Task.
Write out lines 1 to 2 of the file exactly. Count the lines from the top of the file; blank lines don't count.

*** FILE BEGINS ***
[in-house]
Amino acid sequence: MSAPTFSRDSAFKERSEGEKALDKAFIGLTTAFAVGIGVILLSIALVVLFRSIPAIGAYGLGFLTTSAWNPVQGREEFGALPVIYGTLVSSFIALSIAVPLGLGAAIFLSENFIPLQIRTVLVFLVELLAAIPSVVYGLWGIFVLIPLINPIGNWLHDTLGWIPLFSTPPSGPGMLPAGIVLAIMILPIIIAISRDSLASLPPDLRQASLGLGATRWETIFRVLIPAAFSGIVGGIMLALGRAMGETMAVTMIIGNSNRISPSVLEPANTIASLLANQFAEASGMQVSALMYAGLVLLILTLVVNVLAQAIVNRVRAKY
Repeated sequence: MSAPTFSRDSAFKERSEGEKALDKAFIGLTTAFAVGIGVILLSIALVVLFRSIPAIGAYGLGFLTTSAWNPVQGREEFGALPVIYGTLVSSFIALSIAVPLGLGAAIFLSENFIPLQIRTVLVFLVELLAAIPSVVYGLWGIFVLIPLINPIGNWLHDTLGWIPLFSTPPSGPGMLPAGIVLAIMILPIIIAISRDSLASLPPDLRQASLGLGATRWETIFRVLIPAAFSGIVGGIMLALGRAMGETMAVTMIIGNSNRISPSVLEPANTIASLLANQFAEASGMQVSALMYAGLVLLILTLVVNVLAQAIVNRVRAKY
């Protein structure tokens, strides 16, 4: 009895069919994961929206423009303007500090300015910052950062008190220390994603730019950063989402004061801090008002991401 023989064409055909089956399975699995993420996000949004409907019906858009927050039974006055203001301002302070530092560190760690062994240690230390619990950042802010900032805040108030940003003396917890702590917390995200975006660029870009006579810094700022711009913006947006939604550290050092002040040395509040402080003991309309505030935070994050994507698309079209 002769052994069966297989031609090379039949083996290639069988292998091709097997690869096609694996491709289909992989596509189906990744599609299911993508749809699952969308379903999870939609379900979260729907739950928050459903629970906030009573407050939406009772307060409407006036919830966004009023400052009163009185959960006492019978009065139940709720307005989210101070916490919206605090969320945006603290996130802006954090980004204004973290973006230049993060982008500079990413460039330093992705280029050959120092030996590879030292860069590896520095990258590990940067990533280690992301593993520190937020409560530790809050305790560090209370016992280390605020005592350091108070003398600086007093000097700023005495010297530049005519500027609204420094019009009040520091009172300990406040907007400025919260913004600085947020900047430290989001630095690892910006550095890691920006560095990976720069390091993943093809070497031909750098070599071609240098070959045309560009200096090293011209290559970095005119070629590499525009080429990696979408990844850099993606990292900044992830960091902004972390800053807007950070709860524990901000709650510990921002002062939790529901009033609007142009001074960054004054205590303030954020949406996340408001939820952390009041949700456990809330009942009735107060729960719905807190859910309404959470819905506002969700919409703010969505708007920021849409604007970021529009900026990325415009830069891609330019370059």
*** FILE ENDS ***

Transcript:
[in-house]
Amino acid sequence: MSAPTFSRDSAFKERSEGEKALDKAFIGLTTAFAVGIGVILLSIALVVLFRSIPAIGAYGLGFLTTSAWNPVQGREEFGALPVIYGTLVSSFIALSIAVPLGLGAAIFLSENFIPLQIRTVLVFLVELLAAIPSVVYGLWGIFVLIPLINPIGNWLHDTLGWIPLFSTPPSGPGMLPAGIVLAIMILPIIIAISRDSLASLPPDLRQASLGLGATRWETIFRVLIPAAFSGIVGGIMLALGRAMGETMAVTMIIGNSNRISPSVLEPANTIASLLANQFAEASGMQVSALMYAGLVLLILTLVVNVLAQAIVNRVRAKY